A couple of months ago, I wrote a blog on the challenge that a pastor faces in transitioning to leadership in a larger congregation. This promoted a response from a pastor friend in another state. I share his comments with his permission:
“I tried to pastor a large church with a medium-sized church style. It just about killed me. I resigned before I did them serious damage. They still love me, but it was extremely painful to face my ineffectiveness when I had done well in other churches. I was a picture of ‘The Peter Principle’ of so long ago, i.e., promoted one too many times. However, I was at an age that I didn't feel like I had the time or energy to change as dramatically as I needed to change, so I returned to the kind of church where my gifts best fit, and left the larger situations to those gifted for them. I guess I will spend the rest of my life wondering if I should have tried harder to press my growing edge.”
Change is never easy, but I wonder if my friend has sold himself short. Perhaps if he had been able to receive the right kind of support and encouragement, he could have built on his inherent strengths and developed the skills necessary to minister in a larger congregation. His comments do point out the fact that various sized congregations have different needs and require specific competencies of their pastoral leaders.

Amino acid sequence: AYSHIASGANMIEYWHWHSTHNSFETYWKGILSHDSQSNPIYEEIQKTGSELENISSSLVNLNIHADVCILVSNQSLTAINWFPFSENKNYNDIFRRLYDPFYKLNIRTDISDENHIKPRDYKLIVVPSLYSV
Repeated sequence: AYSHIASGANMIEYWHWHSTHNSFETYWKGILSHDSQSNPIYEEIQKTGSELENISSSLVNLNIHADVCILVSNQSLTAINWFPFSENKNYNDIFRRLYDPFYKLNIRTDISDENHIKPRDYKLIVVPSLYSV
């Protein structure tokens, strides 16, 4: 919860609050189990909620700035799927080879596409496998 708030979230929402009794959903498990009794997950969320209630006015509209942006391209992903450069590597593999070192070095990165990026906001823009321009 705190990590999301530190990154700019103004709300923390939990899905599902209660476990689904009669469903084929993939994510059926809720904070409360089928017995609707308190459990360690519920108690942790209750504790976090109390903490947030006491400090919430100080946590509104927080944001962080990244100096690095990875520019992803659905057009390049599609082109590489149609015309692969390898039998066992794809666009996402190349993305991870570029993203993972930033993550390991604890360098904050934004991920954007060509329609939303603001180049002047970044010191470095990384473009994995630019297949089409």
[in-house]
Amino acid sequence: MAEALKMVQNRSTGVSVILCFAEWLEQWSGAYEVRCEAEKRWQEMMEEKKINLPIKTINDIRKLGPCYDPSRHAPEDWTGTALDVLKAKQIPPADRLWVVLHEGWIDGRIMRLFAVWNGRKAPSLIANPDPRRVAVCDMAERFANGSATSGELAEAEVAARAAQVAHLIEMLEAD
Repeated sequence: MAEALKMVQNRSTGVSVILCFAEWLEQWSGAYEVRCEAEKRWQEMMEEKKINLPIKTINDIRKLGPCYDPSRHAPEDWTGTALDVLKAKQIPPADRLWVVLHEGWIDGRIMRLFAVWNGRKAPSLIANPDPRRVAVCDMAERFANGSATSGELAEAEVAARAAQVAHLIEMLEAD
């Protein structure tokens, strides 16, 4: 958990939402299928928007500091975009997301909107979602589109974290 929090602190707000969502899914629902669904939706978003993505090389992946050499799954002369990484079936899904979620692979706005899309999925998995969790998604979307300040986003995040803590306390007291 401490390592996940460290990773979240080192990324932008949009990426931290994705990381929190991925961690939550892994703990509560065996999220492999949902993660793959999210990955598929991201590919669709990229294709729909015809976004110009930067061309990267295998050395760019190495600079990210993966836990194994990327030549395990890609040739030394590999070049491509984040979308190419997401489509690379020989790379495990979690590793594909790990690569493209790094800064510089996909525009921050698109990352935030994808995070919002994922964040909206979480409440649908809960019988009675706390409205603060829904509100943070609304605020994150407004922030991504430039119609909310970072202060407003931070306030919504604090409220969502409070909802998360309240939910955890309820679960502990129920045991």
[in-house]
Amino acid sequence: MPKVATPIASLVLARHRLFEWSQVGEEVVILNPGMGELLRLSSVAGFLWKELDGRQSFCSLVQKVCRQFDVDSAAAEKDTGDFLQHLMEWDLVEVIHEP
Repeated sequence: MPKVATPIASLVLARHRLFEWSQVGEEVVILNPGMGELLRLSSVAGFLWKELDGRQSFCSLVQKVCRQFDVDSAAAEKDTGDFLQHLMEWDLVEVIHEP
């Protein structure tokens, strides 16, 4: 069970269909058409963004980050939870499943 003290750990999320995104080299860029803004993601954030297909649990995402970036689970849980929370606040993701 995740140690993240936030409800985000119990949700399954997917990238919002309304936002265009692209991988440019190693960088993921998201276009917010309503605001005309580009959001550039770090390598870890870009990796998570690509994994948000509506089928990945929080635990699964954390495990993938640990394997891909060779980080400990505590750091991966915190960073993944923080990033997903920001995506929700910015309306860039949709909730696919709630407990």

Over the next couple of months, I want to look at different size congregations and reflect on the necessary competencies for a pastor to be effective in each situation. By its very nature, such a task is fraught with danger! Each church is different, but my experience (and that of folks who are much more competent in this matter than I am) points to the differing needs of the family church, the pastoral or pastor-centered church, the program or distributed leadership church, and the corporation church.
I look forward to this exercise. You may not agree with my taxonomy or my observations, but your feedback would be appreciated.